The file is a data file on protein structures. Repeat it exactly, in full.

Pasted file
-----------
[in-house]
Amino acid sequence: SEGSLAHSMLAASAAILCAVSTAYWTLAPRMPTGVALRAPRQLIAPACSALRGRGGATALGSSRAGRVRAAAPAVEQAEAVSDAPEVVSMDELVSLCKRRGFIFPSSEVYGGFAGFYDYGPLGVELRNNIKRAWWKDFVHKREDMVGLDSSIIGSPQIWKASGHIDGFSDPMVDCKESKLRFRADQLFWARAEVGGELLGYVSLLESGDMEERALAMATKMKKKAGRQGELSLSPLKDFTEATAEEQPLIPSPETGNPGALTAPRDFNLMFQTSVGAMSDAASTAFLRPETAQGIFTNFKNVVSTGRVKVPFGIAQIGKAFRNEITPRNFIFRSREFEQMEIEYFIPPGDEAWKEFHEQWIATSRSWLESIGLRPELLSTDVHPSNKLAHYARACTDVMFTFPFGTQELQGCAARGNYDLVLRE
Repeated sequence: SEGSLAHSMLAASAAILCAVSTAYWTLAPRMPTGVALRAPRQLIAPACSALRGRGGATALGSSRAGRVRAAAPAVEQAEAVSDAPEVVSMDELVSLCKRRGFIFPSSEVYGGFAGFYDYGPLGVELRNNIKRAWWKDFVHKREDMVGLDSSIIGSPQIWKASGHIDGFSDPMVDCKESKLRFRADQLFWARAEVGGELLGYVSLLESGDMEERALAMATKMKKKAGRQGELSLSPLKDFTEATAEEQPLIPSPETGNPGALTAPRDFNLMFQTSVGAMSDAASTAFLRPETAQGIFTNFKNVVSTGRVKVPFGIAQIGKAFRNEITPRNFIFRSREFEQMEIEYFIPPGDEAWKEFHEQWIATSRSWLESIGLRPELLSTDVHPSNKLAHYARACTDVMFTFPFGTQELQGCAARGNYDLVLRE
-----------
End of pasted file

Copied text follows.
[in-house]
Amino acid sequence: SEGSLAHSMLAASAAILCAVSTAYWTLAPRMPTGVALRAPRQLIAPACSALRGRGGATALGSSRAGRVRAAAPAVEQAEAVSDAPEVVSMDELVSLCKRRGFIFPSSEVYGGFAGFYDYGPLGVELRNNIKRAWWKDFVHKREDMVGLDSSIIGSPQIWKASGHIDGFSDPMVDCKESKLRFRADQLFWARAEVGGELLGYVSLLESGDMEERALAMATKMKKKAGRQGELSLSPLKDFTEATAEEQPLIPSPETGNPGALTAPRDFNLMFQTSVGAMSDAASTAFLRPETAQGIFTNFKNVVSTGRVKVPFGIAQIGKAFRNEITPRNFIFRSREFEQMEIEYFIPPGDEAWKEFHEQWIATSRSWLESIGLRPELLSTDVHPSNKLAHYARACTDVMFTFPFGTQELQGCAARGNYDLVLRE
Repeated sequence: SEGSLAHSMLAASAAILCAVSTAYWTLAPRMPTGVALRAPRQLIAPACSALRGRGGATALGSSRAGRVRAAAPAVEQAEAVSDAPEVVSMDELVSLCKRRGFIFPSSEVYGGFAGFYDYGPLGVELRNNIKRAWWKDFVHKREDMVGLDSSIIGSPQIWKASGHIDGFSDPMVDCKESKLRFRADQLFWARAEVGGELLGYVSLLESGDMEERALAMATKMKKKAGRQGELSLSPLKDFTEATAEEQPLIPSPETGNPGALTAPRDFNLMFQTSVGAMSDAASTAFLRPETAQGIFTNFKNVVSTGRVKVPFGIAQIGKAFRNEITPRNFIFRSREFEQMEIEYFIPPGDEAWKEFHEQWIATSRSWLESIGLRPELLSTDVHPSNKLAHYARACTDVMFTFPFGTQELQGCAARGNYDLVLRE